[S]tep into the polling booth and find that the computer has generated a new quadratic equation just for you. Solve it, the computer unlocks the voting machine, you vote. But get a wrong answer and the voting machine fails to unlock, a loud bell sounds, a red light goes on over that booth—and you slink out, face red, you having just proved yourself too stupid and/or ignorant to take part in the decisions of the grownups. Better luck next election! No lower age limit in this system—smart 12-yr-old girls vote every election while some of their mothers—and fathers—decline to be humiliated twice.

I quoted the above passage before, in a footnote to my post on Nevil Shute’s “multiple voting” scheme.

Crossing over: Allan Bloom, Saul Bellow, and Christopher Hitchens.

Recently, over breakfast, my girlfriend and I chatted about some of the TV programs that she, having come to consciousness only in the mid-’90s, never had a chance to experience. She’s seen enough Cheers reruns to get the gist, but Family Ties, Night Court, and Newhart, among others, she knows only by reputation.

I told her how, in the final scene of the final episode of Newhart, it was revealed that the whole series had been dreamed by Bob Newhart’s character from his earlier The Bob Newhart Show. This reminded me of St. Elsewhere, and I summarized for her the Tommy Westphall Universe Hypothesis: In outline, since all the events of St. Elsewhere were revealed in that show’s final episode to be the daydreams of a snowglobe-clutching autistic child named Tommy Westphall, and since characters from St. Elsewhere crossed over to a number of other TV shows, including Mash, Cheers, and Homicide: Life on the Street, implying that those shows took place in the same fictional reality, and since characters from those overcrossing shows in turn crossed over to a whole bunch of other shows, it can be argued that the events of all these other shows were also daydreamed by Tommy Westphall. The Tommy Westphall Universe turns out to encompass everything from Mission: Impossible to Hangin’ With Mr. Cooper.

Somehow this got me thinking of the connections among some of the books I’ve been reading lately. For instance, Christopher Hitchens in his memoir Hitch-22 crosses over with his old friend Martin Amis in his memoir Experience, providing complementary versions of the evening when Hitchens was introduced to Amis’s “literary father” Saul Bellow. [1]

christopher hitchens hitch 22

As Hitch tells it:

Martin offers a slightly oblique and esoteric account of a trip on which he took me in 1989, to visit Saul Bellow in Vermont. On our buddy-movie drive up there from Cape Cod – he’s almost word-perfect about this bit – he made it clear that I wasn’t to drag the conversation toward anything political, let alone left-wing, let alone anything to do with Israel. (“No sinister balls,” which was our colloquialism for a certain kind of too-easy leftism.) I knew I was being greatly honored by the invitation, not just because it was a huge distinction to meet Bellow but because, second only to an introduction to his father, it was the highest such gift that Martin could bestow. I needed no telling that I should seize the opportunity to do more listening than talking.

And yet it’s true, as he reports, that by the end of dinner nobody could meet anyone else’s eye and his own foot had become lamed and tired by its under-the-table collisions with my shins.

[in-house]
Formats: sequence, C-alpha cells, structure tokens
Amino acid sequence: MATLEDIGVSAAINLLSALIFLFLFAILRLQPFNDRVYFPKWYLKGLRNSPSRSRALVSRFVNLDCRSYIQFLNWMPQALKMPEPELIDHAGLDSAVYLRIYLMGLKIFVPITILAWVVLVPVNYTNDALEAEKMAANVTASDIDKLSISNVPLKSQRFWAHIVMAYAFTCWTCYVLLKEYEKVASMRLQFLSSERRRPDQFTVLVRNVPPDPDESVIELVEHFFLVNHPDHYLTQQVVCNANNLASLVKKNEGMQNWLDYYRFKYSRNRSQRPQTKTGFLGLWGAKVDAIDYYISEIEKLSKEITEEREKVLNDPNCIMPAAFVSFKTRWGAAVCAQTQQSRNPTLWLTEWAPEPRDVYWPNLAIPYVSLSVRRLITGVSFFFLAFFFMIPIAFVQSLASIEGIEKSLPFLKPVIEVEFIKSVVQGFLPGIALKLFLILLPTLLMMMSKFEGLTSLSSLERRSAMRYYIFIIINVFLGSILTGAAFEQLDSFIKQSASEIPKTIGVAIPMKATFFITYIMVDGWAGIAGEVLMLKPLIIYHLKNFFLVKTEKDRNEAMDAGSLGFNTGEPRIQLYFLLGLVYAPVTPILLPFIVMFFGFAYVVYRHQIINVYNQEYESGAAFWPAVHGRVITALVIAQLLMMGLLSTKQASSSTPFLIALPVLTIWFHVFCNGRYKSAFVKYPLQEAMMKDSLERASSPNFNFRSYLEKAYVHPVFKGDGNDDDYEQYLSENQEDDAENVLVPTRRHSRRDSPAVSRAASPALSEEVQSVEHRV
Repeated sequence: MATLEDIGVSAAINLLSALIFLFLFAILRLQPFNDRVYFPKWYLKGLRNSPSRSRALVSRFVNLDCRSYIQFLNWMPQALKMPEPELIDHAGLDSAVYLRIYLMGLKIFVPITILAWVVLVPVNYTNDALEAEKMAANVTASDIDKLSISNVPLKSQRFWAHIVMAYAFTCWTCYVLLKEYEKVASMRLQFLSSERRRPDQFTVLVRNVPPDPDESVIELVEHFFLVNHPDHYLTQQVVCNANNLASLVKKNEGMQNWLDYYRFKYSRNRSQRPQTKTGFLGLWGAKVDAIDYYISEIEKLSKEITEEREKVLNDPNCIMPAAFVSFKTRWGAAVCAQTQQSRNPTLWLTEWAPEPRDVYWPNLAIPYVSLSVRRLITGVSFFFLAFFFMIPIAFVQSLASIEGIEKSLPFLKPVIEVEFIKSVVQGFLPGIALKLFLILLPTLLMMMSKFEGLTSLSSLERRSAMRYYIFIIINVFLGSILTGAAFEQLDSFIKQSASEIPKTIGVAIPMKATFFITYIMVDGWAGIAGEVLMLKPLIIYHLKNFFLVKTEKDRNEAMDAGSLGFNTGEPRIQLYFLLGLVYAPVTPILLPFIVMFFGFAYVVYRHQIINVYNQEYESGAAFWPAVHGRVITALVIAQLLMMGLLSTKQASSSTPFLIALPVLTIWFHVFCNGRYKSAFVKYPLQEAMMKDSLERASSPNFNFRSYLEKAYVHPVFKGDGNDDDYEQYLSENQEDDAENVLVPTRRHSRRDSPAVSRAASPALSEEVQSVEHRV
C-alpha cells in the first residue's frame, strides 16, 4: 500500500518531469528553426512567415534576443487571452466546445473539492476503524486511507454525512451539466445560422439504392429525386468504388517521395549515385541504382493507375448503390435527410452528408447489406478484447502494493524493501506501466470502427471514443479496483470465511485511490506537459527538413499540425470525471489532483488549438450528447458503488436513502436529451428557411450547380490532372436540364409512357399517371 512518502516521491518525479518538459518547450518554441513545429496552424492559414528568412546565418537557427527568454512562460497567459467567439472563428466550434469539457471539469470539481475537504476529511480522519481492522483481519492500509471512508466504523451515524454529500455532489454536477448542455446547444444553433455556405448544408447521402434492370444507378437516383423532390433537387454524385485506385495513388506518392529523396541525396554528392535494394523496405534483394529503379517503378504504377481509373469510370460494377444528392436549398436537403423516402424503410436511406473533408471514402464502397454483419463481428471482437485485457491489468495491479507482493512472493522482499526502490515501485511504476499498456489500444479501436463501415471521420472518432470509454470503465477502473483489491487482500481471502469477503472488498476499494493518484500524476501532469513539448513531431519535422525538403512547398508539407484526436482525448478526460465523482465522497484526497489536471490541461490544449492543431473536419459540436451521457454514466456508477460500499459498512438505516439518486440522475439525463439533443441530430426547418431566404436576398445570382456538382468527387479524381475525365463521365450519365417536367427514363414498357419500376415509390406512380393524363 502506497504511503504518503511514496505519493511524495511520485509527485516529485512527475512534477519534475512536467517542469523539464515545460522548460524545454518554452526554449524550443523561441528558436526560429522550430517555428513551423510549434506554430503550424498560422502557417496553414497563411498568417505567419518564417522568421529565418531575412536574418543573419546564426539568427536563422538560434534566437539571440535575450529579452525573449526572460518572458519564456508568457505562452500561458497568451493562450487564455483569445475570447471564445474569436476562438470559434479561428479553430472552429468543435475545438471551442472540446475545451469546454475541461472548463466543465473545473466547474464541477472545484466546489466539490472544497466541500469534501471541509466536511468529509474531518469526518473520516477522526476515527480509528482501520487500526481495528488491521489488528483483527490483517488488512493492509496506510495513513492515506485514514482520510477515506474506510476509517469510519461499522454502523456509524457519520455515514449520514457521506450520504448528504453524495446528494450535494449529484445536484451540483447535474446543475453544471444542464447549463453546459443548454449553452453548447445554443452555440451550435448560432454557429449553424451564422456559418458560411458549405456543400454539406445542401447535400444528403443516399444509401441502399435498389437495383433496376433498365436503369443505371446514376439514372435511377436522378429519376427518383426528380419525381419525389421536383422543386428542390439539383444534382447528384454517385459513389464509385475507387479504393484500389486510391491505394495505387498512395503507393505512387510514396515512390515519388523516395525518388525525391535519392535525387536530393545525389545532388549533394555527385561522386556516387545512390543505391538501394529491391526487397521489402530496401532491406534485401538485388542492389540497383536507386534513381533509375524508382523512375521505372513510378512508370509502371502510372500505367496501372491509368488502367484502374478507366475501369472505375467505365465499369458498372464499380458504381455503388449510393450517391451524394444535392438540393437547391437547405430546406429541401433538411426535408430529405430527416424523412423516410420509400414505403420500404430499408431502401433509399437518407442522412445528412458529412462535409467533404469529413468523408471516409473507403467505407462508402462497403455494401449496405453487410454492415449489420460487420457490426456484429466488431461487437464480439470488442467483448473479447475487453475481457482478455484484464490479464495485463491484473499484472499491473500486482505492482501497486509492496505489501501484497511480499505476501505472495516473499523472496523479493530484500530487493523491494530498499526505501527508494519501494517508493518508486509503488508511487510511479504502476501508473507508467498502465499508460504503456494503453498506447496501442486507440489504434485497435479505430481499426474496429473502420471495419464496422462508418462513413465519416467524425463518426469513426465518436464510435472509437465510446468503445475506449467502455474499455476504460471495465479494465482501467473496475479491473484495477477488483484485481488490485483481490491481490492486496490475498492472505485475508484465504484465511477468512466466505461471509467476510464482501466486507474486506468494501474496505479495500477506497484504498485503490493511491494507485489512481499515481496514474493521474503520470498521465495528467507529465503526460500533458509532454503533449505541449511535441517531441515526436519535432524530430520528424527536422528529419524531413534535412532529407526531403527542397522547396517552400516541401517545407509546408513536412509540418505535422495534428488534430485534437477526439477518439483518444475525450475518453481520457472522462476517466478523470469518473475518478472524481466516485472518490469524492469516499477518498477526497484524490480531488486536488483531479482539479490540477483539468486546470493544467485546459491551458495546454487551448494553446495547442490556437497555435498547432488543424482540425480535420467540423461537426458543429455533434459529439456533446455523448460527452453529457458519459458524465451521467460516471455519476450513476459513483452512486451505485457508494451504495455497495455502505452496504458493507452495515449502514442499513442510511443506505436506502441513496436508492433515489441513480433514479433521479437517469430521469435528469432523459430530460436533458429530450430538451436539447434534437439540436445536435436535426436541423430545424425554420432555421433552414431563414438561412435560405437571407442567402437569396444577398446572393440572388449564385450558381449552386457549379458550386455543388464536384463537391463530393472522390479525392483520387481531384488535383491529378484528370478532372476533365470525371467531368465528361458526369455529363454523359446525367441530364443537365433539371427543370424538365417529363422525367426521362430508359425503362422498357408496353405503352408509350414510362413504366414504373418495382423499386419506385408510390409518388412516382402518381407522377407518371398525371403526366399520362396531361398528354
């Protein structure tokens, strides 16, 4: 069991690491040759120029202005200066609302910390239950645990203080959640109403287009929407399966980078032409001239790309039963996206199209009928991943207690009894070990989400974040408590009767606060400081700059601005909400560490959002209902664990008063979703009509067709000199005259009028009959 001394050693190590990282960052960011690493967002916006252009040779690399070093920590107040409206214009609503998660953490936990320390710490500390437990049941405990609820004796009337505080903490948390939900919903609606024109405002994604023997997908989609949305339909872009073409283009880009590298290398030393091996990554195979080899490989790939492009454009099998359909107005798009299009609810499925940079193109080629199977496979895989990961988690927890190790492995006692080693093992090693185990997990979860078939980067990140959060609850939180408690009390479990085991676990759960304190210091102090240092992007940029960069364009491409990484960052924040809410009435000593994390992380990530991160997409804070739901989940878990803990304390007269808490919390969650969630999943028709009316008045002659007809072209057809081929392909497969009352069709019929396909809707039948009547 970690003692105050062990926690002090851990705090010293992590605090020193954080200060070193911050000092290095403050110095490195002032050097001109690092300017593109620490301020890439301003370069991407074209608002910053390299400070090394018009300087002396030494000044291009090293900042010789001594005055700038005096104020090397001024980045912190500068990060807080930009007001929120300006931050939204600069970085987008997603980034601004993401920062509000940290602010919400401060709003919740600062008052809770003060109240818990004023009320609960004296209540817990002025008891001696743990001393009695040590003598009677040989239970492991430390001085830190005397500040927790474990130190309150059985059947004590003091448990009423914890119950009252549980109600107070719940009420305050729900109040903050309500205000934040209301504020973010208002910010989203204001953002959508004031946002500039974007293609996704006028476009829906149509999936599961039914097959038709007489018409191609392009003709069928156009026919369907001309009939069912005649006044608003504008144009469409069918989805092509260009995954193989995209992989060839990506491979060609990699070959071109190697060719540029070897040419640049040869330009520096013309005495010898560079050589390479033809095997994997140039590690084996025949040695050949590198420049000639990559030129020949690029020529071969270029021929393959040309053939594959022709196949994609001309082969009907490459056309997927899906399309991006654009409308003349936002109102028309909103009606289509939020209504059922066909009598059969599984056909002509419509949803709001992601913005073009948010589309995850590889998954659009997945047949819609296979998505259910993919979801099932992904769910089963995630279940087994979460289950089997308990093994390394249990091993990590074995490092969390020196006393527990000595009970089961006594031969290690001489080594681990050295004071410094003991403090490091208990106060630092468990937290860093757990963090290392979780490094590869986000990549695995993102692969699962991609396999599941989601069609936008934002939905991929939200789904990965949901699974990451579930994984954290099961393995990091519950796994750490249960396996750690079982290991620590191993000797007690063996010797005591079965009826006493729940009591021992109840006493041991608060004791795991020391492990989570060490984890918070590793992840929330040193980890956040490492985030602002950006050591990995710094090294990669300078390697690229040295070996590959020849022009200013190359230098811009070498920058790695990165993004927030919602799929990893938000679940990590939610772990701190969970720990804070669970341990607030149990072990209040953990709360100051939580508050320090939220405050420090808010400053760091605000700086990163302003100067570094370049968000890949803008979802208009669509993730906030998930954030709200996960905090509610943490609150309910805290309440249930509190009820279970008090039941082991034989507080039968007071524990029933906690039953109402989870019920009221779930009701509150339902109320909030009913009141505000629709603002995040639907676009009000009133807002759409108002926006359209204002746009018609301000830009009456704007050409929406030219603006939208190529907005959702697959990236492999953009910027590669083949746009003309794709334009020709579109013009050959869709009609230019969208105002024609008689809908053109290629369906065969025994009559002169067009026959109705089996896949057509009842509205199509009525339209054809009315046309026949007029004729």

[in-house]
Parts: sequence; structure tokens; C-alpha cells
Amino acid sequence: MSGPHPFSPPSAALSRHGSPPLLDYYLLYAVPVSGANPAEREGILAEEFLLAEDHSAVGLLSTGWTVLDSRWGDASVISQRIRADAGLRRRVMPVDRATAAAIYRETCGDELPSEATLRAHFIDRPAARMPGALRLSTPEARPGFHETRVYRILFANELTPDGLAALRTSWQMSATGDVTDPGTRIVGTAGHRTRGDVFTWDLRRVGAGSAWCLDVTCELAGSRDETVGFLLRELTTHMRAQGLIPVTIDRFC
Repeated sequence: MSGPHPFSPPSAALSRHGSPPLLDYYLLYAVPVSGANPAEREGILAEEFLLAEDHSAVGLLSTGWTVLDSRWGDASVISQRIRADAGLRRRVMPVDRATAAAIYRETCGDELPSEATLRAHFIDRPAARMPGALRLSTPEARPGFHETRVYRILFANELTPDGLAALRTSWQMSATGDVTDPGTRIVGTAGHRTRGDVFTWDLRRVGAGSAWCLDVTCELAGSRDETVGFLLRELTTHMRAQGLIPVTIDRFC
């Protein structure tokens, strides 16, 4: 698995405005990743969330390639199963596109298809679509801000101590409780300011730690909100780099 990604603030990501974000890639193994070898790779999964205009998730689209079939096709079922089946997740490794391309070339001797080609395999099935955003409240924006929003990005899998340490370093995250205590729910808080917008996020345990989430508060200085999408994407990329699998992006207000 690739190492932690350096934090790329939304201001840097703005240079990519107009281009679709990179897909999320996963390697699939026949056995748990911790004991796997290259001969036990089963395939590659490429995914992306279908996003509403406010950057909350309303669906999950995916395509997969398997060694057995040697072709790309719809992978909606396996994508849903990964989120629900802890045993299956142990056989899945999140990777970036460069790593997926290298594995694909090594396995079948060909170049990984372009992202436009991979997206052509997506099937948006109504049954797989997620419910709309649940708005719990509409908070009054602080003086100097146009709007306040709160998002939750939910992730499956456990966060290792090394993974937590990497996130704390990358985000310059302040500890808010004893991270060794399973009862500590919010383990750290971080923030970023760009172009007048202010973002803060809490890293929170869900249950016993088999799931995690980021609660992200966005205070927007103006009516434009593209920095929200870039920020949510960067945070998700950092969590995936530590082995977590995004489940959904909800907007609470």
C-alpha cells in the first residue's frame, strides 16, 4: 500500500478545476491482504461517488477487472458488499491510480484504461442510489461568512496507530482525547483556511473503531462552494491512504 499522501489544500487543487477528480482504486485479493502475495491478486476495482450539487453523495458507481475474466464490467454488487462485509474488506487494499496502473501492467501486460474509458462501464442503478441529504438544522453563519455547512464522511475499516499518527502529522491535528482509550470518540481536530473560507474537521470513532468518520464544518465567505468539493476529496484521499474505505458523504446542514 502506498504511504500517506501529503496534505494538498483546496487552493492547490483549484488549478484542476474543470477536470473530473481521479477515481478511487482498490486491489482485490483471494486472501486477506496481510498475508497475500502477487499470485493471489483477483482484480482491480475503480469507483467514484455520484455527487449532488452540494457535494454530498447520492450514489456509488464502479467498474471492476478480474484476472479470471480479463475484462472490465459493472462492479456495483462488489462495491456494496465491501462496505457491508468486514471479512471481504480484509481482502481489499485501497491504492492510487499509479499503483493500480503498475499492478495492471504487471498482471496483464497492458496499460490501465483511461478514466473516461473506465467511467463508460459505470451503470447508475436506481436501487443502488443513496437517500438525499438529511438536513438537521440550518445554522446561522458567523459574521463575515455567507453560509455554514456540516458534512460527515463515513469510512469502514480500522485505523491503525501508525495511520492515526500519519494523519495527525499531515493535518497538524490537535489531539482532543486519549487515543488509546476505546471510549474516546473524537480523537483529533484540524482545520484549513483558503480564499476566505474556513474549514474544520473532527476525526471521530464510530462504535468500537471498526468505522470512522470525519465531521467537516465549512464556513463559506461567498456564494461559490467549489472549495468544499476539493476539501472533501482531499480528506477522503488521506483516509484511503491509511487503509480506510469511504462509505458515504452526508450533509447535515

We learn that Bellow had provoked Hitchens by calumniating his friend, the erudite Palestinian radical and literary critic Edward Said (who was later to fall out with Hitchens as they drifted to ever more irreconcilable positions on the morality of Western intervention in the Arab world, and violent Arab reactions thereto). Hitchens’s defense of his friend had inevitably veered into a lengthy diatribe – “a blue streak of sinister balls”, Amis says – about the misdeeds of Bellow’s beloved Israel. Afterward, Hitchens regretted embarrassing his friend, but:

[Amis] suffered more agony than he needed to, because Bellow as an old former Trotskyist and Chicago streetfighter was used to much warmer work and hardly took offense at all. He later sent me a warm letter about my introduction to a new edition of Augie March.

martin amis experience

Bellow makes several other appearances, besides that awkward dinner party, in Amis’s memoir. We hear for instance how Bellow nearly died of a rare neurological infection he picked up dining on a red snapper on a visit to the Caribbean, a story that appears in slightly fictionalized form in Bellow’s Ravelstein.

That novel is about the death of Bellow’s friend Allan Bloom, the professor, philosopher, and author of The Closing of the American Mind. As Amis says,

I know Bellow’s novel far, far better than I ever knew Bellow’s friend. Yet Ravelstein comes close to persuading me otherwise. This book is numinous. It constitutes an act of resuscitation, and in its pages Bloom lives.

saul bellow ravelstein

In the novel, Bloom-as-Ravelstein importunes the narrator, the Bellow stand-in, to write about him after his death.

“I’m laying this on you as an obligation. Do it in your after-supper-reminiscence manner, when you’ve had a few glasses of wine and you’re laid back and making remarks. I love listening when you are freewheeling about Edmund Wilson or John Berryman or Whittaker Chambers when you were hired at Time in the morning and fired by him before lunch.”

We learn in Hitch-22 that Hitchens, in real life, heard the Whittaker Chambers story from Bellow, on the evening of the awkwardness over Edward Said: